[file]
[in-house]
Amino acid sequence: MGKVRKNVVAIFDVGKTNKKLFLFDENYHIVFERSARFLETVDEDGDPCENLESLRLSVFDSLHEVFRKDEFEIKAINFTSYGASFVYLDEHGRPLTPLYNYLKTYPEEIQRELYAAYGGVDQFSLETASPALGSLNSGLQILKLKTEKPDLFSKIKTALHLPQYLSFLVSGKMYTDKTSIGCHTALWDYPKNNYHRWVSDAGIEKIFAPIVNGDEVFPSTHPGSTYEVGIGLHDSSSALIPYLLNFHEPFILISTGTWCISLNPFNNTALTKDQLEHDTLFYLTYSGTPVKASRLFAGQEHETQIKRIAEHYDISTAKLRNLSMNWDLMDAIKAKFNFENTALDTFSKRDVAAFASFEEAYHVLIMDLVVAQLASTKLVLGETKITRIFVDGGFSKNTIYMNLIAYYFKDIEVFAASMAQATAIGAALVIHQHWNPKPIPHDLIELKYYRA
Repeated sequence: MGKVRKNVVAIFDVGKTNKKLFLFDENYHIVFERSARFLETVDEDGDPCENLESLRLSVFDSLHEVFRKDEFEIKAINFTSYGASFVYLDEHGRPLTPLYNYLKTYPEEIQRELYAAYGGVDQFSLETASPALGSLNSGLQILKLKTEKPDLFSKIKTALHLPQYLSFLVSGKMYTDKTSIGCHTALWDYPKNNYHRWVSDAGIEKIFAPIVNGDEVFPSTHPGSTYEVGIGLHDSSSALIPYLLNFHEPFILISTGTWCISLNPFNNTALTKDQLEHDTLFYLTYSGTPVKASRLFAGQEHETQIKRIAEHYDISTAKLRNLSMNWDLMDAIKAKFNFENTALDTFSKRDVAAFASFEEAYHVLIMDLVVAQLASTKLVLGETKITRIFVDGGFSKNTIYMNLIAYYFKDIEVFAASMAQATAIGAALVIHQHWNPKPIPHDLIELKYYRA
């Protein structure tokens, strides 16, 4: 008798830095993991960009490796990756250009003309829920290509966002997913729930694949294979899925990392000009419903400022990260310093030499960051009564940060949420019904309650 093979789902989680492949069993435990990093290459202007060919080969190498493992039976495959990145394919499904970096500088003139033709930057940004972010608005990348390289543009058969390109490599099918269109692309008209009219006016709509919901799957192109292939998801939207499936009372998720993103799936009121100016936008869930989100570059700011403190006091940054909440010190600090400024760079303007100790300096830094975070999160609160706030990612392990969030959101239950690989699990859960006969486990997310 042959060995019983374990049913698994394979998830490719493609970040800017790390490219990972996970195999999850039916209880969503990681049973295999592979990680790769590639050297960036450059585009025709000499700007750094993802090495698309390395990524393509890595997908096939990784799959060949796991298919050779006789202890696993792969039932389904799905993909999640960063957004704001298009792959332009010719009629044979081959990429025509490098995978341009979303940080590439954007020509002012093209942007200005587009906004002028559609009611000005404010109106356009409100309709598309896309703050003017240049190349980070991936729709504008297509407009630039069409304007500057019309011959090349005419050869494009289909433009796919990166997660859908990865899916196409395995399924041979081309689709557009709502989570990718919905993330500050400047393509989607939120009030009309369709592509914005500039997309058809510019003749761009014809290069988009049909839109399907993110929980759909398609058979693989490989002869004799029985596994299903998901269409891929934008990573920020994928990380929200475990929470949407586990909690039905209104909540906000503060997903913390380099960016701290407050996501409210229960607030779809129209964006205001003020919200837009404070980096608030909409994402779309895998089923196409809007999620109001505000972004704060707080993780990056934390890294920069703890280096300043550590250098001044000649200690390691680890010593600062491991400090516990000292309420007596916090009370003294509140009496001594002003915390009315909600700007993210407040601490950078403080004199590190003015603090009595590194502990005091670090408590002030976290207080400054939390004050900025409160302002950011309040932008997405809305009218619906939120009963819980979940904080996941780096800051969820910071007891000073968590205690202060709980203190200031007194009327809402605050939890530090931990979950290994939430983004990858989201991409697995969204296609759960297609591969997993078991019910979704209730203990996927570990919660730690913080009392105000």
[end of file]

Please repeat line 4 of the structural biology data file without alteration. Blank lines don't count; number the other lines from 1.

């Protein structure tokens, strides 16, 4: 008798830095993991960009490796990756250009003309829920290509966002997913729930694949294979899925990392000009419903400022990260310093030499960051009564940060949420019904309650 093979789902989680492949069993435990990093290459202007060919080969190498493992039976495959990145394919499904970096500088003139033709930057940004972010608005990348390289543009058969390109490599099918269109692309008209009219006016709509919901799957192109292939998801939207499936009372998720993103799936009121100016936008869930989100570059700011403190006091940054909440010190600090400024760079303007100790300096830094975070999160609160706030990612392990969030959101239950690989699990859960006969486990997310 042959060995019983374990049913698994394979998830490719493609970040800017790390490219990972996970195999999850039916209880969503990681049973295999592979990680790769590639050297960036450059585009025709000499700007750094993802090495698309390395990524393509890595997908096939990784799959060949796991298919050779006789202890696993792969039932389904799905993909999640960063957004704001298009792959332009010719009629044979081959990429025509490098995978341009979303940080590439954007020509002012093209942007200005587009906004002028559609009611000005404010109106356009409100309709598309896309703050003017240049190349980070991936729709504008297509407009630039069409304007500057019309011959090349005419050869494009289909433009796919990166997660859908990865899916196409395995399924041979081309689709557009709502989570990718919905993330500050400047393509989607939120009030009309369709592509914005500039997309058809510019003749761009014809290069988009049909839109399907993110929980759909398609058979693989490989002869004799029985596994299903998901269409891929934008990573920020994928990380929200475990929470949407586990909690039905209104909540906000503060997903913390380099960016701290407050996501409210229960607030779809129209964006205001003020919200837009404070980096608030909409994402779309895998089923196409809007999620109001505000972004704060707080993780990056934390890294920069703890280096300043550590250098001044000649200690390691680890010593600062491991400090516990000292309420007596916090009370003294509140009496001594002003915390009315909600700007993210407040601490950078403080004199590190003015603090009595590194502990005091670090408590002030976290207080400054939390004050900025409160302002950011309040932008997405809305009218619906939120009963819980979940904080996941780096800051969820910071007891000073968590205690202060709980203190200031007194009327809402605050939890530090931990979950290994939430983004990858989201991409697995969204296609759960297609591969997993078991019910979704209730203990996927570990919660730690913080009392105000």